At this point, the general population is generally unaware of the energy industry. A recent study by the Center of Energy Workforce Development (CEWD) showed the energy literacy of a high school student at 48 percent on how things work, how the lights come on, how a car runs, how they charge their phone, etc. Of all the construction trades, the pipeline industry faces an additional unique hurdle that dampens would-be worker enthusiasm: hostile press coverage, negative association with climate change, and distorted facts about energy production and safety. These hurdles can make attracting new talent harder than ever and especially apply to the underground construction.
Finding the Right People is a Challenge
It’s not enough to just find job-fillers; companies need to find the right people. According to SkillsUSA, 55 percent of employers experience a negative impact due to job vacancies. Employers need workers with technical knowledge plus the soft skills that apply to any industry – integrity, work ethic, professionalism, responsibility, adaptability, flexibility, self-motivation, but are having a difficult time finding them. Language barriers are also an issue. There are smart people available who want to work, but aren’t qualified or can’t pass the testing, especially in the gas industry because of the specialized training. The good news is that some community colleges have started utility and pipeline training programs, but false guarantees of a job after graduation frequently attract students who may not qualify for other reasons. Drug testing is another common problem. On average, 30 percent of potential workers fail the drug test.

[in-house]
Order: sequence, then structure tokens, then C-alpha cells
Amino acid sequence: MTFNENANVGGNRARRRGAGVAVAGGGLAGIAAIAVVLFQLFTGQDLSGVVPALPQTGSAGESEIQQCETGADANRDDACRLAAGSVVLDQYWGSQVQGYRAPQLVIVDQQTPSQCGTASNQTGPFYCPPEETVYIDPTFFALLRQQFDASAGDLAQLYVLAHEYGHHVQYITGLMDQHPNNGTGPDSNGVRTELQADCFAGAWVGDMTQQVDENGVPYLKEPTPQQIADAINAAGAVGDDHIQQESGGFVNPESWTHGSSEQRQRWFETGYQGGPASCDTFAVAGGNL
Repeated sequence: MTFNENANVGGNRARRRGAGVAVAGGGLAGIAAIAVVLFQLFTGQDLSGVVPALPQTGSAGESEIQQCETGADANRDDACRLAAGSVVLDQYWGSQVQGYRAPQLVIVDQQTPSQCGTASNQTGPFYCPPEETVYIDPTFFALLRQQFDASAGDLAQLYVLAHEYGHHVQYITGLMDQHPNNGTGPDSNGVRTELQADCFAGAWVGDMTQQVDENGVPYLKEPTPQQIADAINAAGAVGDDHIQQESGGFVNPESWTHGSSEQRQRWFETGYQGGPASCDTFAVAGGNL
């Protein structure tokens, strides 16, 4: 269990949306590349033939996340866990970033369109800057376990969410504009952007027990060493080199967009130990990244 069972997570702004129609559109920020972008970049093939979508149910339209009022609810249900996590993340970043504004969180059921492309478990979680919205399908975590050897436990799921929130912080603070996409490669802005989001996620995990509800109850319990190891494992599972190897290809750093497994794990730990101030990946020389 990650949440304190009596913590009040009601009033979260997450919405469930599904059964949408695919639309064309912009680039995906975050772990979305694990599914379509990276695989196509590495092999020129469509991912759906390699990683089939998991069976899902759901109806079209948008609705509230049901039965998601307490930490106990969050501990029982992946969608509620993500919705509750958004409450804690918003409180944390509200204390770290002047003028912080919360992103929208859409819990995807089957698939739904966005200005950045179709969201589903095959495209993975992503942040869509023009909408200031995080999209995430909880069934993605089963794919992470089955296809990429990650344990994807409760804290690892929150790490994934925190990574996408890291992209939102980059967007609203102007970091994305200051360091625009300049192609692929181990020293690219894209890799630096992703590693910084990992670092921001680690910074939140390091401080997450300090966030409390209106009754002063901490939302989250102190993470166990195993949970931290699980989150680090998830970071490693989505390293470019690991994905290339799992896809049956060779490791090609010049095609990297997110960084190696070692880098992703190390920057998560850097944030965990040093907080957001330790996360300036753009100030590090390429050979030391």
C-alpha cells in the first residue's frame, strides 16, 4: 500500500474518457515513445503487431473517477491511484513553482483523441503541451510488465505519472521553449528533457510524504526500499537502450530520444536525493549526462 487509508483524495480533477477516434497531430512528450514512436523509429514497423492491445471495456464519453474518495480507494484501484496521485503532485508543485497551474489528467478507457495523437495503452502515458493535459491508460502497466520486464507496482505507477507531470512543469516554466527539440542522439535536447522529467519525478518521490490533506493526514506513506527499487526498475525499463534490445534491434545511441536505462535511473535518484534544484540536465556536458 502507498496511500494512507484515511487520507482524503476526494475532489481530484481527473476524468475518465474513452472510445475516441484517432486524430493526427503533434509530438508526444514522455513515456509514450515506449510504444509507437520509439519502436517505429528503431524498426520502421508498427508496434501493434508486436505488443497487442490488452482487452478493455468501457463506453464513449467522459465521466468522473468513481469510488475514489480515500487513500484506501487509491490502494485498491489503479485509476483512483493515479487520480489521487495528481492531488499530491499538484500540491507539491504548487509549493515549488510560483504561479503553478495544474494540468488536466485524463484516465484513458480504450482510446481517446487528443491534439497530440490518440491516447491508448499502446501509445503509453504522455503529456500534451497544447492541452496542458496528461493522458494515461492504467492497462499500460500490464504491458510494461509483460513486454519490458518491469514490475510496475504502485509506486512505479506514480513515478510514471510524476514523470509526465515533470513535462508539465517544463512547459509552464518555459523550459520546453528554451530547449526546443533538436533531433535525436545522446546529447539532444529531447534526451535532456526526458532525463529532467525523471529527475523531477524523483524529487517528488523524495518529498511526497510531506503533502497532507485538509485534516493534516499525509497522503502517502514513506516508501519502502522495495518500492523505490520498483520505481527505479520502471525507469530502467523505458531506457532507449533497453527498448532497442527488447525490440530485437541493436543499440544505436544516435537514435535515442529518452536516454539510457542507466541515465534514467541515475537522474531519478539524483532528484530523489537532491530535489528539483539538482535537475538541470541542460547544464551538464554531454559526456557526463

One factor that can’t be overlooked is how high schools encourage students to go to college as a way of boosting their own rankings. Many young adults can’t afford college, but don’t realize there are alternatives such as skilled trades. Others may be put off by the idea of hard work or a dirty job. A college degree can be accompanied by mountains of student loan debt. Right now, 44 million borrowers owe around $1.5 trillion.
According to the BLS and the Economic Policy Institute’s Current Population Survey:
• 43 percent or 16.3 million of all 16-24-year-old kids are not in school.
• 31 percent of high school students don’t attend college, and of those who do go to college, 40 percent don’t finish.